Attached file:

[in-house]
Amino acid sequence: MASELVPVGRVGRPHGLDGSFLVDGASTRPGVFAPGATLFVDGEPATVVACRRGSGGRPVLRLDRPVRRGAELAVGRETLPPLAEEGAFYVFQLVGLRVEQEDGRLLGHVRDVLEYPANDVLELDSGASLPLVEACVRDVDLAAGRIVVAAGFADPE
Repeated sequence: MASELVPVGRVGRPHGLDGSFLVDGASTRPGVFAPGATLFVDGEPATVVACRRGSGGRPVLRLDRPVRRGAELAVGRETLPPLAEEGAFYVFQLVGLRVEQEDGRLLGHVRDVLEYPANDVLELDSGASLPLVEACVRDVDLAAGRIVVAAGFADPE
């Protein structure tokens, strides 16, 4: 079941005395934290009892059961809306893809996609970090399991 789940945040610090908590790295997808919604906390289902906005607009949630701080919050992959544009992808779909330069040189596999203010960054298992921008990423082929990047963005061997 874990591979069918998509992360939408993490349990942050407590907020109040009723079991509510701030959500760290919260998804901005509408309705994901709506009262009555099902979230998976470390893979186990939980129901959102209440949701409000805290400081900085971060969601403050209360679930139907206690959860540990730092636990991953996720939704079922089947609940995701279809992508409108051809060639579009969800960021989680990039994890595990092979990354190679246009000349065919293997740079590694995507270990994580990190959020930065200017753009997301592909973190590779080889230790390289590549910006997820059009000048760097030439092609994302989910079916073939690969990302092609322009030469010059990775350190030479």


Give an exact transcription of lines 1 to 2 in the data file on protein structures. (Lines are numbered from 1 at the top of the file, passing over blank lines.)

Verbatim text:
[in-house]
Amino acid sequence: MASELVPVGRVGRPHGLDGSFLVDGASTRPGVFAPGATLFVDGEPATVVACRRGSGGRPVLRLDRPVRRGAELAVGRETLPPLAEEGAFYVFQLVGLRVEQEDGRLLGHVRDVLEYPANDVLELDSGASLPLVEACVRDVDLAAGRIVVAAGFADPE